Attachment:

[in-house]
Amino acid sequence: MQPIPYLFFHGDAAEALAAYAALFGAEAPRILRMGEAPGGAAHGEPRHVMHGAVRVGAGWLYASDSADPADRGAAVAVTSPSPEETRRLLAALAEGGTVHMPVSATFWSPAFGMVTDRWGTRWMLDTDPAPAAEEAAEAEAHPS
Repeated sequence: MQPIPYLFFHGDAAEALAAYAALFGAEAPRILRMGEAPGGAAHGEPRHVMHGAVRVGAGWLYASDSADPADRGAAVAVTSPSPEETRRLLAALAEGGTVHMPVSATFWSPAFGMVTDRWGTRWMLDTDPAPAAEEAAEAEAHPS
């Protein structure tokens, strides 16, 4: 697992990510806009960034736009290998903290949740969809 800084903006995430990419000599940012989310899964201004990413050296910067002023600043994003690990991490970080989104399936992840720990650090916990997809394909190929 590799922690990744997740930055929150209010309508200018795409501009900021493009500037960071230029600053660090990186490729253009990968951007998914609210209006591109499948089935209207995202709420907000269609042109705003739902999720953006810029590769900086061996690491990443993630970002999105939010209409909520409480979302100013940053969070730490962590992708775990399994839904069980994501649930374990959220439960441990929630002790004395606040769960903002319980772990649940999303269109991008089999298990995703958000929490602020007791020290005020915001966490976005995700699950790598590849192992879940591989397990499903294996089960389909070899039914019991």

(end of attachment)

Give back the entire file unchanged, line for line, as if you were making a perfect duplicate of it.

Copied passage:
[in-house]
Amino acid sequence: MQPIPYLFFHGDAAEALAAYAALFGAEAPRILRMGEAPGGAAHGEPRHVMHGAVRVGAGWLYASDSADPADRGAAVAVTSPSPEETRRLLAALAEGGTVHMPVSATFWSPAFGMVTDRWGTRWMLDTDPAPAAEEAAEAEAHPS
Repeated sequence: MQPIPYLFFHGDAAEALAAYAALFGAEAPRILRMGEAPGGAAHGEPRHVMHGAVRVGAGWLYASDSADPADRGAAVAVTSPSPEETRRLLAALAEGGTVHMPVSATFWSPAFGMVTDRWGTRWMLDTDPAPAAEEAAEAEAHPS
């Protein structure tokens, strides 16, 4: 697992990510806009960034736009290998903290949740969809 800084903006995430990419000599940012989310899964201004990413050296910067002023600043994003690990991490970080989104399936992840720990650090916990997809394909190929 590799922690990744997740930055929150209010309508200018795409501009900021493009500037960071230029600053660090990186490729253009990968951007998914609210209006591109499948089935209207995202709420907000269609042109705003739902999720953006810029590769900086061996690491990443993630970002999105939010209409909520409480979302100013940053969070730490962590992708775990399994839904069980994501649930374990959220439960441990929630002790004395606040769960903002319980772990649940999303269109991008089999298990995703958000929490602020007791020290005020915001966490976005995700699950790598590849192992879940591989397990499903294996089960389909070899039914019991």